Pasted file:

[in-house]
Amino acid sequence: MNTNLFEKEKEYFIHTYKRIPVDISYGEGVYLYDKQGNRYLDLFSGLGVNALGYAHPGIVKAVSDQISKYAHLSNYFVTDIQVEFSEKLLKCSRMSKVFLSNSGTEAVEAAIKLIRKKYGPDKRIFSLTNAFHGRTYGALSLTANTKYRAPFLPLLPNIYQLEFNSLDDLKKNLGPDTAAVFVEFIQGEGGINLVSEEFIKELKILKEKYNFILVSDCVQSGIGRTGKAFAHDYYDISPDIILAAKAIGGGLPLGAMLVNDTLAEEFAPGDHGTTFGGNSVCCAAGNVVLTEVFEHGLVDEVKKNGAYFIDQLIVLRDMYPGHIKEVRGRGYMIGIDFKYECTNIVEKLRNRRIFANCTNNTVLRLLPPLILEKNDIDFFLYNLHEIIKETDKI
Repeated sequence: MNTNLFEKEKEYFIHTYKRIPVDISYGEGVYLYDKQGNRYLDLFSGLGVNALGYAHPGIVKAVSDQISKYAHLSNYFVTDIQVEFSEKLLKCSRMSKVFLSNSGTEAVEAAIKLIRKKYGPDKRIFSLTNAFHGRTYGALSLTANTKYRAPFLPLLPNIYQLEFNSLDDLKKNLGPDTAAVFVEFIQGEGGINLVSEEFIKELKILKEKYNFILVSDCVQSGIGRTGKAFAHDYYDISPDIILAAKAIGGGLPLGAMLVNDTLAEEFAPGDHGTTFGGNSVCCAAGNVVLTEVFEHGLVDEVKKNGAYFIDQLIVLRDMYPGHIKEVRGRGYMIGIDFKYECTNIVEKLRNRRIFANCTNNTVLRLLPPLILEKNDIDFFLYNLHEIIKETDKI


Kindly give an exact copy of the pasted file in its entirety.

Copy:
[in-house]
Amino acid sequence: MNTNLFEKEKEYFIHTYKRIPVDISYGEGVYLYDKQGNRYLDLFSGLGVNALGYAHPGIVKAVSDQISKYAHLSNYFVTDIQVEFSEKLLKCSRMSKVFLSNSGTEAVEAAIKLIRKKYGPDKRIFSLTNAFHGRTYGALSLTANTKYRAPFLPLLPNIYQLEFNSLDDLKKNLGPDTAAVFVEFIQGEGGINLVSEEFIKELKILKEKYNFILVSDCVQSGIGRTGKAFAHDYYDISPDIILAAKAIGGGLPLGAMLVNDTLAEEFAPGDHGTTFGGNSVCCAAGNVVLTEVFEHGLVDEVKKNGAYFIDQLIVLRDMYPGHIKEVRGRGYMIGIDFKYECTNIVEKLRNRRIFANCTNNTVLRLLPPLILEKNDIDFFLYNLHEIIKETDKI
Repeated sequence: MNTNLFEKEKEYFIHTYKRIPVDISYGEGVYLYDKQGNRYLDLFSGLGVNALGYAHPGIVKAVSDQISKYAHLSNYFVTDIQVEFSEKLLKCSRMSKVFLSNSGTEAVEAAIKLIRKKYGPDKRIFSLTNAFHGRTYGALSLTANTKYRAPFLPLLPNIYQLEFNSLDDLKKNLGPDTAAVFVEFIQGEGGINLVSEEFIKELKILKEKYNFILVSDCVQSGIGRTGKAFAHDYYDISPDIILAAKAIGGGLPLGAMLVNDTLAEEFAPGDHGTTFGGNSVCCAAGNVVLTEVFEHGLVDEVKKNGAYFIDQLIVLRDMYPGHIKEVRGRGYMIGIDFKYECTNIVEKLRNRRIFANCTNNTVLRLLPPLILEKNDIDFFLYNLHEIIKETDKI